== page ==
An Orton-Gillingham lesson is both diagnostic and prescriptive. It is diagnostic in the sense that the instructor continuously monitors the verbal, nonverbal, and written responses of the student to identify and analyze both the studentís problems and progress. This information is the basis of planning the next lesson. That lesson is prescriptive in the sense that will contain instructional elements that focus upon the resolution of the studentís difficulties and that build upon the studentís progress noted in the previous lesson.

Direct Instruction:

The teacher presentations employ lesson formats which ensure that the student approaches the learning experience understanding what is to be learned, why it is to be learned, and how it is to be learned.

Systematic Phonics:

It uses systematic phonics, stressing the alphabetic principle in the initial stages of reading development. It takes advantage of the sound/symbol relationships inherent in the alphabetic system of writing. Spoken words are made up of individual speech sounds, and the letters of written words graphically represent those speech sounds.

Applied Linguistics:

It draws upon applied linguistics not only in the initial decoding and encoding stages of reading and writing but in more advanced stages dealing with syllabic, morphemic, syntactic, semantic, and grammatic structures of language and our writing system. At all times the Orton-Gillingham Approach involves the student in integrative practices that involve reading, spelling, and writing together.

Sequential, Incremental, and Cumulative: 

The teacher presents information in an ordered way that indicates the relationship between the material taught and past material taught. Curricular content unfolds in linguistically logical ways which facilitates student learning and progress.

Step by step learners move from the simple, well-learned material to that which is more and more complex. They move from one step to the next as they master each level of competency.

Cognitive Approach: 

Students understand the reasons for what they are learning and for the learning strategies they are employing. Confidence is gained as they improve their ability to apply newly gained knowledge about how to develop their skills with reading, spelling, and writing.

Emotionally Sound:

The approach provides for a close teacher-student relationship that builds self-confidence based on success. Studentsí feelings about themselves and about learning are vital. Teaching is directed toward providing the experience of success. With success comes increased self-confidence and motivation. The basic purpose of everything that is done in the Orton-Gillingham Approach, from recognizing words to composing a poem is assisting the student to become a competent reader, writer and independent learner.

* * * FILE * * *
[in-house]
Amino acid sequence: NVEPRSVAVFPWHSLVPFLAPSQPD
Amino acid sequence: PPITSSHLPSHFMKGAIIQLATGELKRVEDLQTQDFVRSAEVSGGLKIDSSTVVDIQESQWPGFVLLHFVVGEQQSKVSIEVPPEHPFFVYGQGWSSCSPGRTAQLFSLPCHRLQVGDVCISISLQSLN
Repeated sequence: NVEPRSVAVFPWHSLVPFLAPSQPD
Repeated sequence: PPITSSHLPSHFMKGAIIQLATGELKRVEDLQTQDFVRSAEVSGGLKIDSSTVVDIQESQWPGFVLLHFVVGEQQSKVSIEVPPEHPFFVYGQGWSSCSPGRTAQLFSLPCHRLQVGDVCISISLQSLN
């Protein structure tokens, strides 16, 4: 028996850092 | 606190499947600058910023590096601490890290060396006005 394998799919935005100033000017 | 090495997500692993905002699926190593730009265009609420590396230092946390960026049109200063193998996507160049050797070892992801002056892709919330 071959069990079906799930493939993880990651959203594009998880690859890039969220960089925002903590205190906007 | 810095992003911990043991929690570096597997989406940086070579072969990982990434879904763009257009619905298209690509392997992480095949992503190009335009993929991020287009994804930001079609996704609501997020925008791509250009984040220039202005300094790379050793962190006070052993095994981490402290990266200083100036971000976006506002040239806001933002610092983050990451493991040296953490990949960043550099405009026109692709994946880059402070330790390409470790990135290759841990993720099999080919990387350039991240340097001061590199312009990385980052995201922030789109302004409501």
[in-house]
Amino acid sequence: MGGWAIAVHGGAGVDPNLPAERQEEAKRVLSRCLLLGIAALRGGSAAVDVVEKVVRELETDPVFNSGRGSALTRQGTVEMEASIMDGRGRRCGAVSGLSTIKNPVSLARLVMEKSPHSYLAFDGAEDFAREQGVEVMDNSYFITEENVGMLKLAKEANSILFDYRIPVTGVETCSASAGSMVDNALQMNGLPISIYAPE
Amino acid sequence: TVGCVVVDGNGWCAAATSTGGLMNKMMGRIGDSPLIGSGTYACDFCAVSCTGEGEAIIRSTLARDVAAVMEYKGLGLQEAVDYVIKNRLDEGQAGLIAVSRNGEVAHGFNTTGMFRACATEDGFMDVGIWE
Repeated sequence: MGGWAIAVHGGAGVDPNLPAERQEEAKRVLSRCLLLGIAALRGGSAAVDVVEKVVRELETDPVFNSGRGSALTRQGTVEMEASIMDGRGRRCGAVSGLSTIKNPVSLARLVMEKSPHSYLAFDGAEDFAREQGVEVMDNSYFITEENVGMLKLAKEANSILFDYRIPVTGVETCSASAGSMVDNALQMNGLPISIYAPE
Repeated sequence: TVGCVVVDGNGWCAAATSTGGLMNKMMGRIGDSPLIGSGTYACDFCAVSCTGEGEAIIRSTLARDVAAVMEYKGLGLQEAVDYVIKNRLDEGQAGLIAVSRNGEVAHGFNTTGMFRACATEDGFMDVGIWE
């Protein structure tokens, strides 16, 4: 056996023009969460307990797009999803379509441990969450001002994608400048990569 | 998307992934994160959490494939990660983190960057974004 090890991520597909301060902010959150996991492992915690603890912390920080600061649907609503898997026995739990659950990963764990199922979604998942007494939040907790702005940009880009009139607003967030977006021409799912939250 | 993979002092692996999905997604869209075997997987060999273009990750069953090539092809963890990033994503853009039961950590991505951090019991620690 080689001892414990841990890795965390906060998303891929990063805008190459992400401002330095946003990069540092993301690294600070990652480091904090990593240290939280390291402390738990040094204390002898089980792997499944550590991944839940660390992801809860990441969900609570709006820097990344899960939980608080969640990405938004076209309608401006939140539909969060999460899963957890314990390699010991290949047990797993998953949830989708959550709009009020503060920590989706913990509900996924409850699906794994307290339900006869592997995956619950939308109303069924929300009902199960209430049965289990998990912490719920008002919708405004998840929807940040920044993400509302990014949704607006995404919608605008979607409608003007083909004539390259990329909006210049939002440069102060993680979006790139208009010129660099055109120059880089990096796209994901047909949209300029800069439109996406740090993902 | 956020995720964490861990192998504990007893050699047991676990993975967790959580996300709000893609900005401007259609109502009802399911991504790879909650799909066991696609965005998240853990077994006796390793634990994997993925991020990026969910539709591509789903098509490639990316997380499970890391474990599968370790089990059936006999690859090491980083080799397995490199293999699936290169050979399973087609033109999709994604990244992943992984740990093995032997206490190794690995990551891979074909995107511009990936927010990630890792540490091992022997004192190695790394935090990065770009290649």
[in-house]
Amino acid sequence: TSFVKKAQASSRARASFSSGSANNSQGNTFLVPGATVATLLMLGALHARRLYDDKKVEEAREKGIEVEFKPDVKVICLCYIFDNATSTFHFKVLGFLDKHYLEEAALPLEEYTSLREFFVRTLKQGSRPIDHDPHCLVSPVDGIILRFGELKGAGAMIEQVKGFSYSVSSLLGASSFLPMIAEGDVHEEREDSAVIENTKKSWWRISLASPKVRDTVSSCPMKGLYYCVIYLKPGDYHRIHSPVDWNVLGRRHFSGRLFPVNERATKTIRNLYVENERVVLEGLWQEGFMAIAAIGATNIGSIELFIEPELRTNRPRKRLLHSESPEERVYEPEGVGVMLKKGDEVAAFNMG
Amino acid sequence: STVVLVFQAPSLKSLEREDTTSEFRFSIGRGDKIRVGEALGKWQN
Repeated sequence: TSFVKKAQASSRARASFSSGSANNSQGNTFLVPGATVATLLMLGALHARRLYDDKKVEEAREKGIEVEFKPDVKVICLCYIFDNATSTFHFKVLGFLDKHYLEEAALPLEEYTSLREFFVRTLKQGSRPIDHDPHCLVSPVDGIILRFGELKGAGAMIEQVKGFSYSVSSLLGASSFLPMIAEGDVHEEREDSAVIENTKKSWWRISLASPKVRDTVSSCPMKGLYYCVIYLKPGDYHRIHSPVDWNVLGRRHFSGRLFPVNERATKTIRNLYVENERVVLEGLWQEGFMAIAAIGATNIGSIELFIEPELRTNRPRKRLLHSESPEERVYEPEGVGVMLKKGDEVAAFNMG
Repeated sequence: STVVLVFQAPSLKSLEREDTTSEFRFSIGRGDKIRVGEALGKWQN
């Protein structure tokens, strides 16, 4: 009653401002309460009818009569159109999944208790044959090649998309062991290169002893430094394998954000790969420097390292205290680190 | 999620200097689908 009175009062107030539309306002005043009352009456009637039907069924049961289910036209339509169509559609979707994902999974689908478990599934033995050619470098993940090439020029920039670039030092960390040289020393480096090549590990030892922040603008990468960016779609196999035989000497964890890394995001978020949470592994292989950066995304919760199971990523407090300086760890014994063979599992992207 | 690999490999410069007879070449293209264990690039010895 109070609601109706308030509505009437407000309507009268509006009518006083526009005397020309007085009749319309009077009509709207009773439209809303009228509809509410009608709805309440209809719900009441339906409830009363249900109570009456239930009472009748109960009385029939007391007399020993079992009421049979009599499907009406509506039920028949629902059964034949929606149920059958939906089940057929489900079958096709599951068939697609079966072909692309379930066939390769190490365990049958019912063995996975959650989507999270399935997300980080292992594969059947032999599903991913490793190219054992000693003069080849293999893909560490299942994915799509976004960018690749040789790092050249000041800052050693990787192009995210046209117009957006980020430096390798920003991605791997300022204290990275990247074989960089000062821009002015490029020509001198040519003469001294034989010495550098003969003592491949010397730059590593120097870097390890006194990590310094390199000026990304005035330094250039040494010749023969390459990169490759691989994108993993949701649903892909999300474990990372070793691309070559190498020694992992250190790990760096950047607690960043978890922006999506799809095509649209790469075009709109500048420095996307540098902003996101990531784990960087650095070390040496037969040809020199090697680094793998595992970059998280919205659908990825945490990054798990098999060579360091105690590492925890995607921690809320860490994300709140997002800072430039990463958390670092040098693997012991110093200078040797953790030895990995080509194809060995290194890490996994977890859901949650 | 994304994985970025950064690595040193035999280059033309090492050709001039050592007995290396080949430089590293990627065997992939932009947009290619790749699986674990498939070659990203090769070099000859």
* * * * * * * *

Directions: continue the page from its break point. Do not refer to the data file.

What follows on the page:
What is taught in an Orton-Gillingham lesson?

The Orton-Gillingham curriculum teaches, at appropriate developmental times, phonograms for decoding and encoding, spelling rules and generalizations, and syllable types.  In addition, an appropriate mastery of non-phonetic (sight) words is expected.  Reading is very phonetically controlled at first.  Eventually, other materials are introduced that have been previewed for the decodability and/or level of the child.

The lesson plan has seven basic parts:  phonogram review and blending; word and phrase or sentence reading; new material; What Says?; S.O.S. (Simultaneous Oral Spelling); dictation; and oral reading.  All parts reflect the Orton-Gillingham instructional approach.

The length of time required to complete the Orton-Gillingham curriculum varies with each child.  Appropriate follow up, sometimes simultaneously, includes multi-sensory studies in comprehending fiction and non-fiction, morphology (study of roots, prefixes, and suffixes), vocabulary, and study skills.

More specificallyÖ

  • Phonology and phonemic awareness: Phonology is the study of sounds and how they work within their environment.  A phoneme is the smallest unit of sound in a given language.  Phonological awareness is the understanding of the internal linguistic structure of words. An important aspect of phonological awareness is phonemic awareness or the ability to segment words into their component sounds.
  • Sound-symbol association:  This is the knowledge of the various sounds in the English language and their correspondence to the letters and combinations of letters which represent those sounds.  Sound-symbol association must be taught (and mastered) in two directions:  visual to auditory and auditory to visual.  Additionally, students must master the blending of sounds and letters into words as well as the segmenting of whole words into the individual sounds.
  • Syllable instruction: A syllable is a unit of oral or written language with one vowel sound.  Instruction must include the teaching of the six basic syllable types in the English language:  closed, vowel-consonant-e, open, consonant-le, r controlled, and vowel team.  Syllable division rules must be directly taught in relation to the word structure.
  • Morphology: Morphology is the study of how morphemes are combined to form words.  A morpheme is the smallest unit of meaning in the language.  The curriculum must include the study of bases, roots, and affixes.
  • Syntax:  Syntax is the set of principles that dictate the sequence and function or words in a sentence in order to convey meaning.  This includes grammar, sentence variation, and the mechanics of language.
  • Semantics: Semantics is that aspect of language concerned with meaning.  The curriculum (from the beginning) must include instruction in the comprehension of written language.